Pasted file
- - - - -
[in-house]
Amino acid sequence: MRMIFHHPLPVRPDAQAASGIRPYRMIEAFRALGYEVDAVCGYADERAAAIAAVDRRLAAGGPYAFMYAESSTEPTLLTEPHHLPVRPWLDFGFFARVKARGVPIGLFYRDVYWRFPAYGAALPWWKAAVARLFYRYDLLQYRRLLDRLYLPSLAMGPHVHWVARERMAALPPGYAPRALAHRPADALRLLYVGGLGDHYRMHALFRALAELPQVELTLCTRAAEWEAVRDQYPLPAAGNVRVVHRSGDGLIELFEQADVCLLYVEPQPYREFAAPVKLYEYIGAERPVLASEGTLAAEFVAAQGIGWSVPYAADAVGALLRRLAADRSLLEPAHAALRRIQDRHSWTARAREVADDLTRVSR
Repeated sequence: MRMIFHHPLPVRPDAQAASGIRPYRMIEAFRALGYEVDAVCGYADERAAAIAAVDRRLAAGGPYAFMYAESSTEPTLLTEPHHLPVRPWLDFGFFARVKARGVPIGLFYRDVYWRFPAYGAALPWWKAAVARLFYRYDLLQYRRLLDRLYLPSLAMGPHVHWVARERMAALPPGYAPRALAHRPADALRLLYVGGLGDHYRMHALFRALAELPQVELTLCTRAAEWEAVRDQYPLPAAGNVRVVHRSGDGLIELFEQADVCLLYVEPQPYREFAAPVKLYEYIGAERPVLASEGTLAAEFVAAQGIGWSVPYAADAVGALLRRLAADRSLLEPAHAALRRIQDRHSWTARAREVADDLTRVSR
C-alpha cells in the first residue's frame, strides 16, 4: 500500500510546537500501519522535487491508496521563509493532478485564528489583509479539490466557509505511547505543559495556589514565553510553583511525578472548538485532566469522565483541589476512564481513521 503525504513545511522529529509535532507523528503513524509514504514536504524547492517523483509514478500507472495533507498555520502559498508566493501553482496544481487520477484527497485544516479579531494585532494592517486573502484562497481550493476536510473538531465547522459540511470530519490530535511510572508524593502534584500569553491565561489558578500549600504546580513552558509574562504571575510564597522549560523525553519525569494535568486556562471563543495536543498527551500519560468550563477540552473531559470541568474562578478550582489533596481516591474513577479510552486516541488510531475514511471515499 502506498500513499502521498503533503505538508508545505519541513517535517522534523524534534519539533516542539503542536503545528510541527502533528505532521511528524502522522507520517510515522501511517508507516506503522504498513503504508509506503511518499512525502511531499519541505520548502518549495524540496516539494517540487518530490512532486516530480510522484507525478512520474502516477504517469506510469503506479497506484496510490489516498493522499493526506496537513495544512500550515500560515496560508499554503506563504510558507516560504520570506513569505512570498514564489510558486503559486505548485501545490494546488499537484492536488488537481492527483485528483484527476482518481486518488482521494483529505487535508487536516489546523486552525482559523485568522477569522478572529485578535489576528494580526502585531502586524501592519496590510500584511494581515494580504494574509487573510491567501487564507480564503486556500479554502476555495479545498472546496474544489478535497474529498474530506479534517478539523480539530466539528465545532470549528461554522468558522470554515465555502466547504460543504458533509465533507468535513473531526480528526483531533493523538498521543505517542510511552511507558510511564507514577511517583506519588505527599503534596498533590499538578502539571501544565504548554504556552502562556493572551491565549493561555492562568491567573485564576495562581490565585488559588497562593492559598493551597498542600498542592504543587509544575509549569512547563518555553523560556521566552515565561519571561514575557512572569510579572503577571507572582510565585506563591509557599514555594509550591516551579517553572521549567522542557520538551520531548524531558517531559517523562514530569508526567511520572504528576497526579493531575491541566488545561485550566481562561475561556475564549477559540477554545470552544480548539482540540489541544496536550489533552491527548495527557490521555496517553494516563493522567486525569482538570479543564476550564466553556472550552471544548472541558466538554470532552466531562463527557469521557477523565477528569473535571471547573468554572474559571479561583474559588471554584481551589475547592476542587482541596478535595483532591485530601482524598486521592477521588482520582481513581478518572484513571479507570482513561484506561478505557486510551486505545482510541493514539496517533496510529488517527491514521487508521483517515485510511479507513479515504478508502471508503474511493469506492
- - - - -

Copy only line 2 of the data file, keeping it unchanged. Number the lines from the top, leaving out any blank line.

Amino acid sequence: MRMIFHHPLPVRPDAQAASGIRPYRMIEAFRALGYEVDAVCGYADERAAAIAAVDRRLAAGGPYAFMYAESSTEPTLLTEPHHLPVRPWLDFGFFARVKARGVPIGLFYRDVYWRFPAYGAALPWWKAAVARLFYRYDLLQYRRLLDRLYLPSLAMGPHVHWVARERMAALPPGYAPRALAHRPADALRLLYVGGLGDHYRMHALFRALAELPQVELTLCTRAAEWEAVRDQYPLPAAGNVRVVHRSGDGLIELFEQADVCLLYVEPQPYREFAAPVKLYEYIGAERPVLASEGTLAAEFVAAQGIGWSVPYAADAVGALLRRLAADRSLLEPAHAALRRIQDRHSWTARAREVADDLTRVSR